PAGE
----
Oil steadied below $70 a barrel in London, a level not breached since November, as a surprise surge in U.S. crude stockpiles showed that markets remain adequately supplied.

Brent crude futures, the international benchmark, reversed earlier losses to rise 0.4 percent. American stockpiles surged by the most since January last week, according to Energy Information Administration figures on Wednesday, with a 7.24 million-barrel increase that surpassed analyst and industry estimates. Still, optimism that the U.S. and China are getting closer to a trade agreement is bullish for prices.

Oil has climbed about 30 percent in London this year with consensus growing that the Organization of the Petroleum Exporting Countries and its allies’ output-cut deal will probably be extended. Unplanned supply losses from Iran and Venezuela are also increasingly tightening the market. But as clouds linger over the global economy, and a new flood of shale-oil pours in from the U.S., the rally has failed to reach last year’s highs.

“The market is still licking its wounds after that bullishness,” said Bjarne Schieldrop, Oslo-based chief commodities analyst at SEB AB. “There is quite a strong view in markets that Brent should not move too far from the $60 line as it should be checked by shale.”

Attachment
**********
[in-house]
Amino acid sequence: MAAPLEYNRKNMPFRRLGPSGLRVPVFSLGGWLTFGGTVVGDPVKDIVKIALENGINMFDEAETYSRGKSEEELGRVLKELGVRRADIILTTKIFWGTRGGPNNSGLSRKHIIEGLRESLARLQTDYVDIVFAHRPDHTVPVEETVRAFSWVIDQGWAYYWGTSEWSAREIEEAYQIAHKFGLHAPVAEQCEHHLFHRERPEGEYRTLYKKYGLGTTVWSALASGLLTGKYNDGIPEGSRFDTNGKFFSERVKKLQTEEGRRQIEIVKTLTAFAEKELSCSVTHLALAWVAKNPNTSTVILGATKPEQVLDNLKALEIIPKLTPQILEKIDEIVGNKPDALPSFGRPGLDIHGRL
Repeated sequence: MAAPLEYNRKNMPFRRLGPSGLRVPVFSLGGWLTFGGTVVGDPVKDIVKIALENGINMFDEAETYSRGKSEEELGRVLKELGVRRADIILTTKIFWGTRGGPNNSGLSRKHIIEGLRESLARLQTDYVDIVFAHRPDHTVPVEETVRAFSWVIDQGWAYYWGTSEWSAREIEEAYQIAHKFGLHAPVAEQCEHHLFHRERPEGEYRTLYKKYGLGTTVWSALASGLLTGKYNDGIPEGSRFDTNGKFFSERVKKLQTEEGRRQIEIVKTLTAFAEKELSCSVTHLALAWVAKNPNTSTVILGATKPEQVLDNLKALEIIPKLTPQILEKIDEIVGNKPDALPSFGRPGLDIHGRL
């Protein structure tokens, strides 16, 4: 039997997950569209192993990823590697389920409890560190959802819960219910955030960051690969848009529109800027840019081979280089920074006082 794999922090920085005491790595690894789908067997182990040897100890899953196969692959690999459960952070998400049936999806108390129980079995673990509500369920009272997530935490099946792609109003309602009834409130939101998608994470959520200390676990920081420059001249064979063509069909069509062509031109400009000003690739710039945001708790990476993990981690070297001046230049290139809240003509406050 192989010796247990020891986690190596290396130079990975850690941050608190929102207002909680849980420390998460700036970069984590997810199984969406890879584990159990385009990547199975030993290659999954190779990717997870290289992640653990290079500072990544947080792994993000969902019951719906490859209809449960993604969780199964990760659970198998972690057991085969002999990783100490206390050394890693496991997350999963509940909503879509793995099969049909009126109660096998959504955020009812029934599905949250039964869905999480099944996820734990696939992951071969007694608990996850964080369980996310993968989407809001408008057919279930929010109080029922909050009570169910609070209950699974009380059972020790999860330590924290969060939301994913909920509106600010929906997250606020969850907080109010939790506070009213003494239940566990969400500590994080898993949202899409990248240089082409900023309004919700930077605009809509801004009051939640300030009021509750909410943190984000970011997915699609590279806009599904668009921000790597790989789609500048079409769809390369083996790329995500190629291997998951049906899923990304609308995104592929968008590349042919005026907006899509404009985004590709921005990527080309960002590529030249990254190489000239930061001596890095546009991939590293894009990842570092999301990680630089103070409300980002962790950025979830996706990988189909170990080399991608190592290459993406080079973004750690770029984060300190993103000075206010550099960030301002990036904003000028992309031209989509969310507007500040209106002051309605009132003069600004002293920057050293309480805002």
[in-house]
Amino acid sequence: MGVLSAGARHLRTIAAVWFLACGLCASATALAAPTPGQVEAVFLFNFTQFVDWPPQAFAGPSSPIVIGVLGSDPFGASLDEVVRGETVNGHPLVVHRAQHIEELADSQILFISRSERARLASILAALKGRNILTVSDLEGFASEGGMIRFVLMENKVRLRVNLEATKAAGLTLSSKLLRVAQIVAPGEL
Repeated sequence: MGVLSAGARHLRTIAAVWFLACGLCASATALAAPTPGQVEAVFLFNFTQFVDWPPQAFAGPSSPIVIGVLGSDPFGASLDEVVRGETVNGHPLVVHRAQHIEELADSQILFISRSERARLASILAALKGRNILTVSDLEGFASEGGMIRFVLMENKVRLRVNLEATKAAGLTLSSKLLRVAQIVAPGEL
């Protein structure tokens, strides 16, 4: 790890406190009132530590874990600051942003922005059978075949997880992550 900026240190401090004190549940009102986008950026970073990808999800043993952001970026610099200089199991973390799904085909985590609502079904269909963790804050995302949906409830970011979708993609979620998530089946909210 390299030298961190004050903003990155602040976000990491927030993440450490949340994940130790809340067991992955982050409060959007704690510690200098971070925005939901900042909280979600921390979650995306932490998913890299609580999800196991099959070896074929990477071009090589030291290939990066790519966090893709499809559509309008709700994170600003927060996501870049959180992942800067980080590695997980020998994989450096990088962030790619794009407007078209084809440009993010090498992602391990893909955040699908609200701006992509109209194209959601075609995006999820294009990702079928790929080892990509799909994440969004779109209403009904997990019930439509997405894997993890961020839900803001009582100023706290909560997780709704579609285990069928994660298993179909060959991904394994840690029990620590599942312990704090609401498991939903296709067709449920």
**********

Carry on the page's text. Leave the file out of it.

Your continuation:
Brent for June settlement traded 25 cents higher at $69.56 a barrel on the London-based ICE Futures Europe exchange at 12:39 p.m local time. The global benchmark crude was at a premium of $6.82 to West Texas Intermediate.

WTI for May delivery increased by 24 cents, or 0.4 percent, to $62.70 a barrel on the New York Mercantile Exchange, after falling 0.2 percent on Wednesday.

U.S. inventories expanded as domestic production climbed to a record and exports fell for a second week, according to the EIA. However, the data showed tighter supply of refined products, as distillate stockpiles fell faster than normal for the time of year and gasoline supplies contracted for a seventh week.

Separately, there’s growing optimism that the U.S. and China will soon resolve their protracted trade dispute. The deal that the two nations are crafting would give Beijing until 2025 to meet commitments on commodity purchases and allow American companies to wholly own enterprises in the Asian nation, according to three people familiar with the talks.

Negotiators are “making good headway,” said Larry Kudlow, President Donald Trump’s top economic adviser. “But we’re not there and we hope this week to get closer,” he said.